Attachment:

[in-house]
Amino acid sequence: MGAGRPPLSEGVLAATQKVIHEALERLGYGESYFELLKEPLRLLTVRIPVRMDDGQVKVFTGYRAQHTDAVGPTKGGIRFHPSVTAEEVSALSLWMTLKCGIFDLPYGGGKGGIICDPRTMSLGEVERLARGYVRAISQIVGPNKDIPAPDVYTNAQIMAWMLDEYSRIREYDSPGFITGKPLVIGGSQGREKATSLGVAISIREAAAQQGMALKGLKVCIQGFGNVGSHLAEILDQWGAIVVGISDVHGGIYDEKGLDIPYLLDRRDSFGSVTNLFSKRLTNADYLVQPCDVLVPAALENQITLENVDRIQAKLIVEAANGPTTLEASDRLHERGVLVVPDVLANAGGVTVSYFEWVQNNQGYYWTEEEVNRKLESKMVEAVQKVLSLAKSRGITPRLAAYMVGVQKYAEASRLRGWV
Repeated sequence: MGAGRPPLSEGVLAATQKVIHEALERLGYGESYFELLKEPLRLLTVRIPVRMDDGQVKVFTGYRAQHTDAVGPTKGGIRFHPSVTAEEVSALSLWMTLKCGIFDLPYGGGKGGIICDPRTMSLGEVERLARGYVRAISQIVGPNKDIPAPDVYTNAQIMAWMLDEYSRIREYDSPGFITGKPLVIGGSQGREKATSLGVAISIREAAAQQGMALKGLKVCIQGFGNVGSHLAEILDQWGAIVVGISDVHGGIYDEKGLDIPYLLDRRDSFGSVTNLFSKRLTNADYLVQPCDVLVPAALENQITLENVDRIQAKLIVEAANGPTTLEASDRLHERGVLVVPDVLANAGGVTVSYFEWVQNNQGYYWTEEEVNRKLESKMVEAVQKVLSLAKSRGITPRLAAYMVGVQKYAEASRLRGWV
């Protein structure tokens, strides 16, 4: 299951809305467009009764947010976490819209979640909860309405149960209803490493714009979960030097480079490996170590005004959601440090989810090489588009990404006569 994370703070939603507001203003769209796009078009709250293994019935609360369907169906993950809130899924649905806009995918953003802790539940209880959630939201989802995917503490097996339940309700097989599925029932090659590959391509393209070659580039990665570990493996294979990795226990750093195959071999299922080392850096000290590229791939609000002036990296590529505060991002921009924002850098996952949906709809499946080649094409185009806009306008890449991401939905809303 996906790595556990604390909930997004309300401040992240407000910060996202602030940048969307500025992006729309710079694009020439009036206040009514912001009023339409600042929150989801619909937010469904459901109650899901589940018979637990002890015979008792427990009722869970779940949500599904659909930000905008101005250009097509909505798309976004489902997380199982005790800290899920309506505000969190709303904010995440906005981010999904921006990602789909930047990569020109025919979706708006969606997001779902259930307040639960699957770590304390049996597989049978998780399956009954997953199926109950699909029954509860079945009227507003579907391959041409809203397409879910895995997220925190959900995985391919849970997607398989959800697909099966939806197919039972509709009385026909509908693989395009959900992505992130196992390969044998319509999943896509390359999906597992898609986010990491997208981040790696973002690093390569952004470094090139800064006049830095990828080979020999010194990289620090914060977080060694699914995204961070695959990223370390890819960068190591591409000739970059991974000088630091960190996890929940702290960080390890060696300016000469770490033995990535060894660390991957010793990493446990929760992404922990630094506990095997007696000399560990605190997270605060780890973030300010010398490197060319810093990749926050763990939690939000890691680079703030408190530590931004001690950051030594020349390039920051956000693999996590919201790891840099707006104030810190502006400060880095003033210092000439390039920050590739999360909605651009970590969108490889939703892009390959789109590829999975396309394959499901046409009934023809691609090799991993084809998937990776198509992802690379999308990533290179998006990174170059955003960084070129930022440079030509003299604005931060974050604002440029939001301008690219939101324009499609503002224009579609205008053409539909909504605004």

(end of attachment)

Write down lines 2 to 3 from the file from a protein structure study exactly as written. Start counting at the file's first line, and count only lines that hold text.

Amino acid sequence: MGAGRPPLSEGVLAATQKVIHEALERLGYGESYFELLKEPLRLLTVRIPVRMDDGQVKVFTGYRAQHTDAVGPTKGGIRFHPSVTAEEVSALSLWMTLKCGIFDLPYGGGKGGIICDPRTMSLGEVERLARGYVRAISQIVGPNKDIPAPDVYTNAQIMAWMLDEYSRIREYDSPGFITGKPLVIGGSQGREKATSLGVAISIREAAAQQGMALKGLKVCIQGFGNVGSHLAEILDQWGAIVVGISDVHGGIYDEKGLDIPYLLDRRDSFGSVTNLFSKRLTNADYLVQPCDVLVPAALENQITLENVDRIQAKLIVEAANGPTTLEASDRLHERGVLVVPDVLANAGGVTVSYFEWVQNNQGYYWTEEEVNRKLESKMVEAVQKVLSLAKSRGITPRLAAYMVGVQKYAEASRLRGWV
Repeated sequence: MGAGRPPLSEGVLAATQKVIHEALERLGYGESYFELLKEPLRLLTVRIPVRMDDGQVKVFTGYRAQHTDAVGPTKGGIRFHPSVTAEEVSALSLWMTLKCGIFDLPYGGGKGGIICDPRTMSLGEVERLARGYVRAISQIVGPNKDIPAPDVYTNAQIMAWMLDEYSRIREYDSPGFITGKPLVIGGSQGREKATSLGVAISIREAAAQQGMALKGLKVCIQGFGNVGSHLAEILDQWGAIVVGISDVHGGIYDEKGLDIPYLLDRRDSFGSVTNLFSKRLTNADYLVQPCDVLVPAALENQITLENVDRIQAKLIVEAANGPTTLEASDRLHERGVLVVPDVLANAGGVTVSYFEWVQNNQGYYWTEEEVNRKLESKMVEAVQKVLSLAKSRGITPRLAAYMVGVQKYAEASRLRGWV